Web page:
Wembley 1966: The Prelude
Empire Stadium, Wembley, 23.02.1966
- / Stiles 41.
England: Banks – Cohen, Newton (Wilson) – Moore (c), J. Charlton, Hunter – Ball, Hunt, Stiles, Hurst, B. Charlton
Germany: Tilkowski – Lutz, W. Schulz, W. Weber, Lorenz – Beckenbauer – Szymaniak (c), Krämer, Held, Netzer, Hornig (44. Heiß)
Colours: Germany – green shirts, white shorts, white socks; England – white shirts, blue shorts, red socks
Referee: Pieter Roomer (Netherlands)
Assistants: J. M. Godding, J. Regtop (Netherlands)
Match Programme Details
The official match programme for the 1966 friendly at Wembley contains fourteen black and white pages, and had a price of one shilling. Just over A5 in size, the cover features an image of the Empire Stadium with its all-encircling roof that was completed in 1963.
The programme contains an introductory article by the Sunday Mirror’s Sam Leitch, the full squad lineups and the usual facts, stats and features, and a short piece on Germany’s World Cup victory in 1954. There is also the complete opening round fixture list for the upcoming tournament being held in England.
Dimensions: 228 x 150 mm
Numbered Pages: 14
With the World Cup Finals less than five months away, Germany and England met again at Wembley on what was a rainy February evening. While Alf Ramsey’s squad was finally starting to take shape – nine of the players that lined up for the February fixture (ten including substitute Ray Wilson) would contest the World Cup in July – Helmut Schön was still in the process of finalising his starting eleven. In contrast to the opposition, only five of the German players would take the field five months later when the two teams returned to the Twin Towers.
While the game would be of no great consequence in itself, England were clearly intent on protecting their unbeaten record against Germany – while the Germans were equally determined to rid themselves of the burden of never having beaten England in almost sixty years of both amateur and professional competition.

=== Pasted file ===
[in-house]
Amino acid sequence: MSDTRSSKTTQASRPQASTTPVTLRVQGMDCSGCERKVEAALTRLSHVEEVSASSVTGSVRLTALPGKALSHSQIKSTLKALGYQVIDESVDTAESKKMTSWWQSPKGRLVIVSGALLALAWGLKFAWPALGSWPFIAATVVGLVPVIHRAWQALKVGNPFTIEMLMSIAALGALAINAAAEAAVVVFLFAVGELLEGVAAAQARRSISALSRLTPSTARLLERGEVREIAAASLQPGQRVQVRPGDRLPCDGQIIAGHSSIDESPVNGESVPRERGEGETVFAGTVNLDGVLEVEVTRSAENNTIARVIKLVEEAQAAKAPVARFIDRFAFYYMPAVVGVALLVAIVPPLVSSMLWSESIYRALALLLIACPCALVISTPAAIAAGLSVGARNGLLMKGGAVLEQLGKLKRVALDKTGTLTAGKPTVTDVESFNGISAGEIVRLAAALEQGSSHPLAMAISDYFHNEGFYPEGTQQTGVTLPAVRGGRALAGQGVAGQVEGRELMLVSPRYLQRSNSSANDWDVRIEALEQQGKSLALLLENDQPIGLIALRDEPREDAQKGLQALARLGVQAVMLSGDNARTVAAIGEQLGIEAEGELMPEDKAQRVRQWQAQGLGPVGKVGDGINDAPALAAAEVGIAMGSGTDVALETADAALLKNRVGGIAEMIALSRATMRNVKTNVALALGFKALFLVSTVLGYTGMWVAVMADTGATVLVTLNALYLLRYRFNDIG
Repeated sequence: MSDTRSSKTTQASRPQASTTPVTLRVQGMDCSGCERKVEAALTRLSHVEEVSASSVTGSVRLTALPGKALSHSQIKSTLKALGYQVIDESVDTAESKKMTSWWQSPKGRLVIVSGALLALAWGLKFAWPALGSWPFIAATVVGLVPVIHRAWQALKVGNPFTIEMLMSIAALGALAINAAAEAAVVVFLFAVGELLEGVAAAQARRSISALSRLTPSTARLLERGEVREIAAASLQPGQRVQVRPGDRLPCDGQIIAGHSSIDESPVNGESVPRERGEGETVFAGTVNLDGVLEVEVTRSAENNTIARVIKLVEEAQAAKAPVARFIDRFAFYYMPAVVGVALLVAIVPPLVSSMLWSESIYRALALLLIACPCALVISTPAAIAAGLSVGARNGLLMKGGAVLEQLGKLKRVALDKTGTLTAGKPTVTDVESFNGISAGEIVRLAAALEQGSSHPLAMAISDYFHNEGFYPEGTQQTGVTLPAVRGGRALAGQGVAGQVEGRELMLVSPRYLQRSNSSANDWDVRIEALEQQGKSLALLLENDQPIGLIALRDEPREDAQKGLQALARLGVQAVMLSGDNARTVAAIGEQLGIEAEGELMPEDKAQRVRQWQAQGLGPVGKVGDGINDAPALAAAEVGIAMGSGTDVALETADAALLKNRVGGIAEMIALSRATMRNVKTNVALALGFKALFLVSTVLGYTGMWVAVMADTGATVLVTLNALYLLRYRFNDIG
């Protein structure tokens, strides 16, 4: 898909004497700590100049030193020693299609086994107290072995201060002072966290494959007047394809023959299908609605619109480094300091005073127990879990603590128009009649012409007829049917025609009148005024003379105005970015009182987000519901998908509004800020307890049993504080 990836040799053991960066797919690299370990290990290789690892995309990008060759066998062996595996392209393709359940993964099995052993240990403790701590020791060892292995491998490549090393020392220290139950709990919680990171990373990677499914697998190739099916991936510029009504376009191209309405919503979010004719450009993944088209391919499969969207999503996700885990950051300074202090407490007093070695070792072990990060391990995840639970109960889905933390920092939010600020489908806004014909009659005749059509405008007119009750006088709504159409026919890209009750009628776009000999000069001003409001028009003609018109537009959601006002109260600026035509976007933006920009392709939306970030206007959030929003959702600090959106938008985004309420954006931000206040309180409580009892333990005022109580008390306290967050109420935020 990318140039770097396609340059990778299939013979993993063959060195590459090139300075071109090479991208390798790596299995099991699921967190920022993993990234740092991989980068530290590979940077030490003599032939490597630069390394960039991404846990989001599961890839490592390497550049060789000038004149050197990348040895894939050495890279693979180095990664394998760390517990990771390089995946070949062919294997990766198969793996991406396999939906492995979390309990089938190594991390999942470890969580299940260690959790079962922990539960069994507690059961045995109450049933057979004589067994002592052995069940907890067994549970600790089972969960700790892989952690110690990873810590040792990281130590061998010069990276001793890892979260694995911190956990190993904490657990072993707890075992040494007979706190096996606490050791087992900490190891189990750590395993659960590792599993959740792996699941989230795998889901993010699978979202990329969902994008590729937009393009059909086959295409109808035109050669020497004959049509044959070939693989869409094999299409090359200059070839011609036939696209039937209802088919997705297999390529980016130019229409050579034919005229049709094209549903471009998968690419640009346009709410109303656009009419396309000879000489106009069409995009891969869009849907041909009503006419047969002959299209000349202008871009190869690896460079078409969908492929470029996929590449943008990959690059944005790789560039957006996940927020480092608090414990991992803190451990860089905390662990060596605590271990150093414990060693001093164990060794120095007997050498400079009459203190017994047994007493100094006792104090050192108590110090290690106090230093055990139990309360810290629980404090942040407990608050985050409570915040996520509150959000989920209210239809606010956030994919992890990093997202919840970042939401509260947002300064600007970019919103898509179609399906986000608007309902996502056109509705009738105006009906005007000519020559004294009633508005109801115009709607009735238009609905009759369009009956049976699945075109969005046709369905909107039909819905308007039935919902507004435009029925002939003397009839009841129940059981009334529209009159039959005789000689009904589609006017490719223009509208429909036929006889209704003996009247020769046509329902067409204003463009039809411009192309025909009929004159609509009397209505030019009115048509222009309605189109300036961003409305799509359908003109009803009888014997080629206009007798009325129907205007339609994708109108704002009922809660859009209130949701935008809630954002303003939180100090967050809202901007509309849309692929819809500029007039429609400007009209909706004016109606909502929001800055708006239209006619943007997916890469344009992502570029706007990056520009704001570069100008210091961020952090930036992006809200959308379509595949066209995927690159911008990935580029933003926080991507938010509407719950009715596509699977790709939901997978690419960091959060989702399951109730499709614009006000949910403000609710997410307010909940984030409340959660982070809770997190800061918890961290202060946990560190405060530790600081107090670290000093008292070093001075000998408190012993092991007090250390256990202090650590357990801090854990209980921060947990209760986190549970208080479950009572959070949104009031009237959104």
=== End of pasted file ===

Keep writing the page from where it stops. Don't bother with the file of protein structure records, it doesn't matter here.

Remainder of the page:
Given the weather, the heavy conditions underfoot and the context of the match it was never going to be a classic: after a fairly equal opening forty minutes where both Hans Tilkowski and Gordon Banks were mildly tested, it was a fumble by the German ‘keeper that gifted England the lead. A speculative cross into the box from George Cohen was met by Roger Hunt, whose header squirmed out of Tilkowski’s hands. With the ball coming to rest some six inches from the goal line and the floored Tilkowski looking on helplessly, Nobby Stiles pounced and slammed the ball into the gaping net.
The early part of the second half saw much of the same, with England marginally on top. Sensing Tilkowski’s weakness against the high ball, England took every opportunity to pepper the German box with crosses – but to no avail as the German keeper met every one with a firm punch.
As the match entered its final quarter, the Mannschaft started come back into it, with youngsters Franz Beckenbauer and Günter Netzer combining effectively through the centre. The pressure from the men in green was beginning to swing the momentum their way, and with fifteen minutes left on the clock a neat three-man move found Hamburger SV winger Werner Krämer on the edge of the box. Krämer found room to hit a right-foot shot, but the ball crashed off an England defender and headed towards the byline. The energetic Siggi Held chased it down, and with his left foot swept the ball back into the box, where it was crisply met on the volley by subsitute Alfred “Fredy” Heiß.
As the Germans ran towards the centre circle huddled in celebration, Dutch referee Pieter Roomer ran towards his linesman – who determined that the ball had crossed the byline before Held had got his cross in. The goal was disallowed and a corner awarded.
The Germans took the decision well, and continued to press forward – probably spurred on by the fact that the home crowd, disenchanted by their own team’s performance, had voiced their displeasure at the official’s decision to disallow what had been a deserved equaliser. A beautiful through-ball from inside his own half by Beckenbauer – wearing the number 8 shirt – then found the speedy Krämer in space on the right. After deftly skipping past his marker the Duisburg man appeared to have done the hard work, but his weak shot was scuffed into the arms of Banks.
Tilkowski made a fine point-blank save and a Roger Hunt lob hit the crossbar, but in the end it was Stiles’ grubby first-half effort that proved to be the difference between the two sides. It was clear that Germany had played the better football – confirmed by the crowd’s reaction – but the fact remained that England had somehow managed to conjure up yet another win to extend their unbeaten record by one more game.
Home: played 7, won 0, drawn 2, lost 5. Goals for 10, goals against 23.
Away: played 4, won 0, drawn 0, lost 4. Goals for 1, goals against 16.
Overall: played 11, won 0, drawn 2, lost 9. Goals for 11, goals against 39.